Economy & Markets

The adoption of the IFRS 9 accounting rules will mean that banks’ reserves will rise by almost 30%

By James Langton |

Although new international accounting standards will initially raise costs and dent net income for banks, the rules will also help banks deal with loan losses amid an economic downturn, according to a new report from Moody's Investors Service Inc.

The credit-rating agency says that the implementation of the new accounting rules will initially reduce banks' tangible common equity (TCE) ratios by around 50-60 basis points in 2018, but that the rules will ultimately bolster banks' ability to weather loan losses, as the Moody's report estimates that banks' reserves will rise by almost 30% under the new treatment.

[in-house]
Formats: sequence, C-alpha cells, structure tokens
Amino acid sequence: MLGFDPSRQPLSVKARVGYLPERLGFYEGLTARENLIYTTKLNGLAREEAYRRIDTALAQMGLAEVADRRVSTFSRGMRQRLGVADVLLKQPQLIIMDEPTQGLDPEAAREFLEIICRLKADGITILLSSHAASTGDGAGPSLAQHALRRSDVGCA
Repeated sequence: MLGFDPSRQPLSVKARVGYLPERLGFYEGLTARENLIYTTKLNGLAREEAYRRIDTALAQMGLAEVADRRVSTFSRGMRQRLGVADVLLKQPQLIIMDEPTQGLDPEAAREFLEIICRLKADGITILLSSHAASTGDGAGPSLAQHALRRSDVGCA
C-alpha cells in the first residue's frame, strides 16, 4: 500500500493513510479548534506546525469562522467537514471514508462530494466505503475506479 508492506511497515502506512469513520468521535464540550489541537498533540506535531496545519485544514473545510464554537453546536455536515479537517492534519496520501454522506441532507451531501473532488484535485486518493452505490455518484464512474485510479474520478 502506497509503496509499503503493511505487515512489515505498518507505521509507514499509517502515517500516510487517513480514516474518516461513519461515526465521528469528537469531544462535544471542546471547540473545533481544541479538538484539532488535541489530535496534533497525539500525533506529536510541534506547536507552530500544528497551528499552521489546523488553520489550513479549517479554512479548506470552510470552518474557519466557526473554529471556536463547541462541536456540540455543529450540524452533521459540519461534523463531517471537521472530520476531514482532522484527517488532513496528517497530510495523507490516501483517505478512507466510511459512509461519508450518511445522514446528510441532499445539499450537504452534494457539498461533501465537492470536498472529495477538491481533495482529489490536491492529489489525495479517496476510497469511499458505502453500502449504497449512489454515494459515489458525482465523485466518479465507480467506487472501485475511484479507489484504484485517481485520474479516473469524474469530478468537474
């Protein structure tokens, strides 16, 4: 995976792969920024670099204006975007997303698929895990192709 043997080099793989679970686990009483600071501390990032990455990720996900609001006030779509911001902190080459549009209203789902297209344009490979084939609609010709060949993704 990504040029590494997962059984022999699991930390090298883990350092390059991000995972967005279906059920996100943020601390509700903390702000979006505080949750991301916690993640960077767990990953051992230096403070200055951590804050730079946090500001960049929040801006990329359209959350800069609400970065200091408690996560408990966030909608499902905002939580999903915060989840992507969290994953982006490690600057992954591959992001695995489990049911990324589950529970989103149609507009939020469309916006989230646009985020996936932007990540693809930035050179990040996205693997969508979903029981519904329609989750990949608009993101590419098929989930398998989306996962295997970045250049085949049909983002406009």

"Once IFRS 9 rules are implemented, credit costs for banks will be marginally higher and net income marginally lower, assuming that the economy is growing at trend and asset quality is broadly stable," says Colin Ellis, managing director at Moody's, in a statement. "During a cyclical downturn, the new rules will make banks increase their reserves and coverage ratio before problem loans peak."

Moody's reports that its simulations to examine the impact of a recession and slow recovery finds that, "In a downturn, banking metrics would be hit earlier but improve faster, supporting the economic recovery."